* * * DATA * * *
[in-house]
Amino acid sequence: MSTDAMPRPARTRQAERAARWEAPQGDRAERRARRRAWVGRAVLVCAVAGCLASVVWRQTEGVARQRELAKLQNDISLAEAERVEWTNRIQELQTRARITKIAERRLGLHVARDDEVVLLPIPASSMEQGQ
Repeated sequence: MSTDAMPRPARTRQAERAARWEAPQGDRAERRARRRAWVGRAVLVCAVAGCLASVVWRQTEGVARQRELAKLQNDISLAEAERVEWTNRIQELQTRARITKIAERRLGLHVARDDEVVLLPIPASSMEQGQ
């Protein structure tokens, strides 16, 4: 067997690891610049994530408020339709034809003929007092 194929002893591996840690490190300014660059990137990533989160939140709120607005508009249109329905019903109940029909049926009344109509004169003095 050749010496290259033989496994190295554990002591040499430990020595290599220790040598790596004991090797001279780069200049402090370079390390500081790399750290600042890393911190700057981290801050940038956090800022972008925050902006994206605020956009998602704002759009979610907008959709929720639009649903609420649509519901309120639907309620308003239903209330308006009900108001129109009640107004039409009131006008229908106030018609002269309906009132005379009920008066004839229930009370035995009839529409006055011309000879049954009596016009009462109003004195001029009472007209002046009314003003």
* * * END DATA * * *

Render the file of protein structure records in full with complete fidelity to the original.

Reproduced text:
[in-house]
Amino acid sequence: MSTDAMPRPARTRQAERAARWEAPQGDRAERRARRRAWVGRAVLVCAVAGCLASVVWRQTEGVARQRELAKLQNDISLAEAERVEWTNRIQELQTRARITKIAERRLGLHVARDDEVVLLPIPASSMEQGQ
Repeated sequence: MSTDAMPRPARTRQAERAARWEAPQGDRAERRARRRAWVGRAVLVCAVAGCLASVVWRQTEGVARQRELAKLQNDISLAEAERVEWTNRIQELQTRARITKIAERRLGLHVARDDEVVLLPIPASSMEQGQ
């Protein structure tokens, strides 16, 4: 067997690891610049994530408020339709034809003929007092 194929002893591996840690490190300014660059990137990533989160939140709120607005508009249109329905019903109940029909049926009344109509004169003095 050749010496290259033989496994190295554990002591040499430990020595290599220790040598790596004991090797001279780069200049402090370079390390500081790399750290600042890393911190700057981290801050940038956090800022972008925050902006994206605020956009998602704002759009979610907008959709929720639009649903609420649509519901309120639907309620308003239903209330308006009900108001129109009640107004039409009131006008229908106030018609002269309906009132005379009920008066004839229930009370035995009839529409006055011309000879049954009596016009009462109003004195001029009472007209002046009314003003």